Overdevelopment and Passivity Define the Grotesque in Tom Wolfe's "The Put-Together Girl"

Brianna Barzola, English 118, Creative Nonfiction in Electronic Environments, Brown University, 2007, Brown University

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Tom Wolfe's "The Put-Together Girl" exposes the fears and gender norms of Americans in recent times. Within the narrative the idea that a woman should worry more about appearances than health because of the competition for men, is subject matter that is taken lightly and passively by the narrator. The rush to win this competition, although normal to the narrator, seems foreign because of the extremes which Wolfe provides including mothers who insist on speeding up their daughter's development even when they are naturally not ready.

But there are plenty of women in California who are willing to take the chances, whatever they are. There are about seventy-five doctors in Los Angeles giving the treatments, and one of them does twenty-five women a week. There are two hundred women taking the course in Las Vegas alone. More than half of all these patients are housewives, and some women bring their teenage daughters in there because they aren't developing fast enough to… compete; well, Carmen is social. And actually it's such a simple thing in a man's world where men have such simple ideas. After all, Carol Doda developed, from a bust measurement of about 35, up, up month by month, to 44, through twelve months, eight sets of shots, $800. And why not? After all, one, anyone has fillings in the teeth, plates in the skull, a pin in the hip — what is the purpose of living, anyway? Just to keep on living or to enjoy, be adored, favored, eyed — or — (Tom Wolfe, "The Put-Together Girl," p.81)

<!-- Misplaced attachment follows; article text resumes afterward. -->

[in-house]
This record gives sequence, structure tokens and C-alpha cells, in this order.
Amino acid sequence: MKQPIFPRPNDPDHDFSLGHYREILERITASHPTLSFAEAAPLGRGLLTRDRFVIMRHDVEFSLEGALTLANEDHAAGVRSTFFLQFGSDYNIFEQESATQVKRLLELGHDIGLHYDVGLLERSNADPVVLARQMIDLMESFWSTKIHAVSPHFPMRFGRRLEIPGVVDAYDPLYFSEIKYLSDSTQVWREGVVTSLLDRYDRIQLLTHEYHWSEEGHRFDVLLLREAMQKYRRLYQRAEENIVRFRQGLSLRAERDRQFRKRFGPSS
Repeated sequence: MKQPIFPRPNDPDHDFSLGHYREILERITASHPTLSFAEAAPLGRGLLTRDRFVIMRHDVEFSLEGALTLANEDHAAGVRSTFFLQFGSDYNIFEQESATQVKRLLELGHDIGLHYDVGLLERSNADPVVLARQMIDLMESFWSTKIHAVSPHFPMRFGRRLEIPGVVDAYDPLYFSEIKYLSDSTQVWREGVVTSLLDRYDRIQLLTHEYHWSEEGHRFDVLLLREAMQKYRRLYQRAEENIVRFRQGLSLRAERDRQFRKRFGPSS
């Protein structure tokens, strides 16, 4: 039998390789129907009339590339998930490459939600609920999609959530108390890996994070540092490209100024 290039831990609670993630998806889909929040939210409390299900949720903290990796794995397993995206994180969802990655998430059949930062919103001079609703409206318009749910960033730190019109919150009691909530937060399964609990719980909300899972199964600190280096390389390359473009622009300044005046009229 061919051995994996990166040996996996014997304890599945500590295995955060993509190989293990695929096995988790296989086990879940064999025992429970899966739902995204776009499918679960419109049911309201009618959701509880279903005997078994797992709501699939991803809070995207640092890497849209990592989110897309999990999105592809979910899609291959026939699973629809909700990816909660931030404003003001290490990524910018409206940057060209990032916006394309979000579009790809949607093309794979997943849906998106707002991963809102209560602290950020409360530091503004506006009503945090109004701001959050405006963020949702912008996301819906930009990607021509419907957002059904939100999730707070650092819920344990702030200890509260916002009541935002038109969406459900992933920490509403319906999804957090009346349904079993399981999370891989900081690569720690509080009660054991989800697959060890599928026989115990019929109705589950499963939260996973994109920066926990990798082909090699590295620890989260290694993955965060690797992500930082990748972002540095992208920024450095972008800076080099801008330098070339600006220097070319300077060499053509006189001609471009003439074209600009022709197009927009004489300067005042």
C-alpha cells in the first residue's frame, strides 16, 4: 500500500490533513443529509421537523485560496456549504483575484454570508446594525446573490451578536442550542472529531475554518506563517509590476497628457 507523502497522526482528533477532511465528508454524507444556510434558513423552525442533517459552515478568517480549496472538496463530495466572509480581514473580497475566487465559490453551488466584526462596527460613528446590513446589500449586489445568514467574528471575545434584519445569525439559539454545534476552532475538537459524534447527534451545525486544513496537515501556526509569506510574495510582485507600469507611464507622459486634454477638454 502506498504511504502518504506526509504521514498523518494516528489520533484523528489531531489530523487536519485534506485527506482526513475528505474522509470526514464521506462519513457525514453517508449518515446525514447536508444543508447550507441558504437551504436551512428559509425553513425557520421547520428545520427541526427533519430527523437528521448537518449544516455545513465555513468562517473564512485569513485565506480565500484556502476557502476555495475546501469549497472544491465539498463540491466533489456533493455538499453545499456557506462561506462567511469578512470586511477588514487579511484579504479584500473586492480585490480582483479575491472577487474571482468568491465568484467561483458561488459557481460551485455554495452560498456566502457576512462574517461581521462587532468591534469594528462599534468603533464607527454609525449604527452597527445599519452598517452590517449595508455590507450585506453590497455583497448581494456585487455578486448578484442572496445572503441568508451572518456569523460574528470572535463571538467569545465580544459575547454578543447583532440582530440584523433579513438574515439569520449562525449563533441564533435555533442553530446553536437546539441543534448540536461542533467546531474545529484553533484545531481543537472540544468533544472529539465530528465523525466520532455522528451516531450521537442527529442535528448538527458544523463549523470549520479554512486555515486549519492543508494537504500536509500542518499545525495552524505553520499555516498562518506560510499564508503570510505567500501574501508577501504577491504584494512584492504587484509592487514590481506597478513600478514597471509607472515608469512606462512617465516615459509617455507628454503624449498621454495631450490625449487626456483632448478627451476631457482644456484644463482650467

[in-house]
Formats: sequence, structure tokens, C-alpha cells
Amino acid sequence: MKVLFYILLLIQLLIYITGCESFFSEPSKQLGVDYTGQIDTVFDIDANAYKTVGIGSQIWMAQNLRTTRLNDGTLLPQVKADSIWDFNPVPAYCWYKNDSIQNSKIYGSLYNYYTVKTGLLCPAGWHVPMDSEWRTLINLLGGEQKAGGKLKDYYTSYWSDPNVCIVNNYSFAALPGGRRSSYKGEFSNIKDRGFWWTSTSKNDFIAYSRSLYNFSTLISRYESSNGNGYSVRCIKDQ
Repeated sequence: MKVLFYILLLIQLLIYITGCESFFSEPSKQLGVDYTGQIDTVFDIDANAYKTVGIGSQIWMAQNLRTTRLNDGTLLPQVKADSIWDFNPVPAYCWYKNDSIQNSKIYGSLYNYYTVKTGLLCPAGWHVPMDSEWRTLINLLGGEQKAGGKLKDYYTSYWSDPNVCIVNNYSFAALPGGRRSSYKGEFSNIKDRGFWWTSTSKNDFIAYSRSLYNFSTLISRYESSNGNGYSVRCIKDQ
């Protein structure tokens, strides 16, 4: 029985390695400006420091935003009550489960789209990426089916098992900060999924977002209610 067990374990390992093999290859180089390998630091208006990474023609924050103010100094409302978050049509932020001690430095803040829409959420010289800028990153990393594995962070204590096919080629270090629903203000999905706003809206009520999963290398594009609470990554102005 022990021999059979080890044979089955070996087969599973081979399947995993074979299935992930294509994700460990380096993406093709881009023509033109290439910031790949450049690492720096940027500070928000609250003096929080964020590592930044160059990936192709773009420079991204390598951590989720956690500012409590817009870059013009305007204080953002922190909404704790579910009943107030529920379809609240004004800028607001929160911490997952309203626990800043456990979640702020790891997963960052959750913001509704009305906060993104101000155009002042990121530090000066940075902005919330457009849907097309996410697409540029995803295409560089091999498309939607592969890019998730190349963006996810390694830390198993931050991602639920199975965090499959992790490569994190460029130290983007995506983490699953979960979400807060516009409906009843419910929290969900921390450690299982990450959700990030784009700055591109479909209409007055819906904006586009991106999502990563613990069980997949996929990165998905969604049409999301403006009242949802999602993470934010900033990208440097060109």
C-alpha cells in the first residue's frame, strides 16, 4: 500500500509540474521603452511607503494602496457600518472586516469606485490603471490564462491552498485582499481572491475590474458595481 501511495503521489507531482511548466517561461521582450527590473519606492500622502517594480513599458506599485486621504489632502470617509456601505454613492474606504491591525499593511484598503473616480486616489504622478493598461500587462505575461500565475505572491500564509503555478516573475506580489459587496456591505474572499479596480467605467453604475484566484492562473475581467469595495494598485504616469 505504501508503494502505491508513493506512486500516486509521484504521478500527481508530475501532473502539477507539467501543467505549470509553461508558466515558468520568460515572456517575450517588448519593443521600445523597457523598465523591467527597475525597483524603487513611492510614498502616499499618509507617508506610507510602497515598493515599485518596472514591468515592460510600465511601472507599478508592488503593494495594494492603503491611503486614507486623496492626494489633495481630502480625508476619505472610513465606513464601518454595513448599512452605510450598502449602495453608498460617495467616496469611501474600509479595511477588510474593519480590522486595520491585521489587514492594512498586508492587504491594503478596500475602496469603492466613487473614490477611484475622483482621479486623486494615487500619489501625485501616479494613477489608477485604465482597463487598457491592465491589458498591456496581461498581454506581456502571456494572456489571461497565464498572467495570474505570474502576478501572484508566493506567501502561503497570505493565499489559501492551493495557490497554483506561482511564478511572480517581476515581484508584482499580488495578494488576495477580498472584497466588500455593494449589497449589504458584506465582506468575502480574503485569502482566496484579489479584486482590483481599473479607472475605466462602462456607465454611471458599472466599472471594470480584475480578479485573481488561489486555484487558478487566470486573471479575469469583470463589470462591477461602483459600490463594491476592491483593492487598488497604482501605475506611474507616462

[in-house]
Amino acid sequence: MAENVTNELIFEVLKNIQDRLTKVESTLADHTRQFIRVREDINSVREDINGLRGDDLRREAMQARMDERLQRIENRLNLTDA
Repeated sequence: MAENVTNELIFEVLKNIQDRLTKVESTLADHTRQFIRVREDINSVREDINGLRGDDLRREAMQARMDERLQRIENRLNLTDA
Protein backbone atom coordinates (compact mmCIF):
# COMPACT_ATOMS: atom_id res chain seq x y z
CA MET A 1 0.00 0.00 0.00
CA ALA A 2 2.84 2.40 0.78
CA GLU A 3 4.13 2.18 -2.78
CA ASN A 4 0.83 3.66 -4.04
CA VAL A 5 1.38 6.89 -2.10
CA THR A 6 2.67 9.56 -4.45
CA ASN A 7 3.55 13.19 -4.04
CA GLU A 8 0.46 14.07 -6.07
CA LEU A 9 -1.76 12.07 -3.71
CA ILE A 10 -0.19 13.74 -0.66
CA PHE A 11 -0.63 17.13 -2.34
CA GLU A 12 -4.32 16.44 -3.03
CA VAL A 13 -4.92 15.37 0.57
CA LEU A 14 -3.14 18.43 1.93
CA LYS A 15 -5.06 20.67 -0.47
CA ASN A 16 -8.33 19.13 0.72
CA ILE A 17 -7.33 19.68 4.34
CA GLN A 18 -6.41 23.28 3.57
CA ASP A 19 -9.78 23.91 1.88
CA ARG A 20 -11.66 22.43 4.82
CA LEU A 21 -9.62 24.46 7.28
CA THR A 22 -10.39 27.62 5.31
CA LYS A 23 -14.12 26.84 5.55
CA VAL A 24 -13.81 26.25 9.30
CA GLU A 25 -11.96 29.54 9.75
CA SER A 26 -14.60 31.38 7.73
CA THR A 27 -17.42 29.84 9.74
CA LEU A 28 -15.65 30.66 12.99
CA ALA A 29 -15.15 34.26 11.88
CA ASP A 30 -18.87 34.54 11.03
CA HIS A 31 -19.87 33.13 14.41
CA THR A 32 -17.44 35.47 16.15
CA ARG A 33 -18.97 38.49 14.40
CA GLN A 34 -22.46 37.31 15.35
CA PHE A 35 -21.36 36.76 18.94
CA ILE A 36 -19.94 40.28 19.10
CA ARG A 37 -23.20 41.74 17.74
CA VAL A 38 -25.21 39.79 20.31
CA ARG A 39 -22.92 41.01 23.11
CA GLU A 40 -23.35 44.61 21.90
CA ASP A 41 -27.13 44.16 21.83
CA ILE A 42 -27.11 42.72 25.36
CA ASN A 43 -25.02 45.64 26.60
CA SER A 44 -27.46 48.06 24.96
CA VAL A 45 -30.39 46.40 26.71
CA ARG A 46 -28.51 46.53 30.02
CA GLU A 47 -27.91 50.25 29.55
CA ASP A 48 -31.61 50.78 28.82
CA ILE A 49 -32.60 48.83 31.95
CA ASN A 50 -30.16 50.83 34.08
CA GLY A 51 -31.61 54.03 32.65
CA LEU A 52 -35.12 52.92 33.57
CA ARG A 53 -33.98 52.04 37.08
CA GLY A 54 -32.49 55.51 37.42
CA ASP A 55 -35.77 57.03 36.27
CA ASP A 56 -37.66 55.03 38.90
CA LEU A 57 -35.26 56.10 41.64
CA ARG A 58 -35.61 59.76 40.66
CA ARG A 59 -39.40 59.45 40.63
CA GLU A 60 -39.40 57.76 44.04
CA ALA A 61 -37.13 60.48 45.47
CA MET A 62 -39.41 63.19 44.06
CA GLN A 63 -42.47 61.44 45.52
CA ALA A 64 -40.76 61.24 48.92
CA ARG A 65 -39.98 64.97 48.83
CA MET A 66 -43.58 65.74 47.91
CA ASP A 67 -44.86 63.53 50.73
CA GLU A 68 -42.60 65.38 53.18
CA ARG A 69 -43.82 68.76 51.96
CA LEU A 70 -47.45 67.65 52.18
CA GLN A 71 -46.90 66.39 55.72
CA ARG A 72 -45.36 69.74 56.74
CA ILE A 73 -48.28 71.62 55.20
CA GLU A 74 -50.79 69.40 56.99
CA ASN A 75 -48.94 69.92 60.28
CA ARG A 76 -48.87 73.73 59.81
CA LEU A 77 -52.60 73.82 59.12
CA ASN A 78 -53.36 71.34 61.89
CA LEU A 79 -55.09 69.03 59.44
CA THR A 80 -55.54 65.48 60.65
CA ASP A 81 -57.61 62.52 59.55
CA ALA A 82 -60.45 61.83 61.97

Within this passage, Wolfe depicts the thought process of American women that participate in this competition concocted by society and makes a prime example out of Carol Doda; the personification of the grotesque American mindset. There are two elements of the grotesque in play within this excerpt. One example of the grotesque is found within the actual description of the changes women go through. For instance, the description of the mothers encouraging their daughters to grow up physically, faster than naturally possible, is grotesque because of the resistance to what nature offers. It is also grotesque because we see the mothers encouraging the objectification of their female daughters and reducing their existence to merely pleasing the "simple ideas" of men. Along with this description there is the overdevelopment of Carol Doda's bust going from 35 to 44. The idea that women believe it is acceptable to spend $800 to please others "to be adored, favored, eyed" presents the impression that women are only doll-like creatures that as the title suggests are "put-together." The fact that the narrator is making a parallel between necessity ("fillings in the teeth, plates in the skull, a pin in the hip") and cosmetic surgery shows that physical appearances are weighed as heavily or more heavily than one's health.

The passage is also able to portray the grotesque nature not only by depicting what these women put themselves through to fulfill the standards of the nation, but also by allowing the reaction of these women to be passive. The passivity by which these established norms are received is the most grotesque element of the two. This element is what allows these women to continue to attempt in reaching their goals of physical perfection. The way in which the voice in the passage is able to speak of the women as mechanical robots or manufactured dolls, "There are about seventy-five doctors in Los Angeles giving the treatments, and one of them does twenty-five women a week," shows how the women have naturally come to be unnatural.

Both the physical depictions of what the women do to their bodies and how these women think of the changes they force upon themselves are what make Wolfe's "The Put-Together Girl" grotesque.

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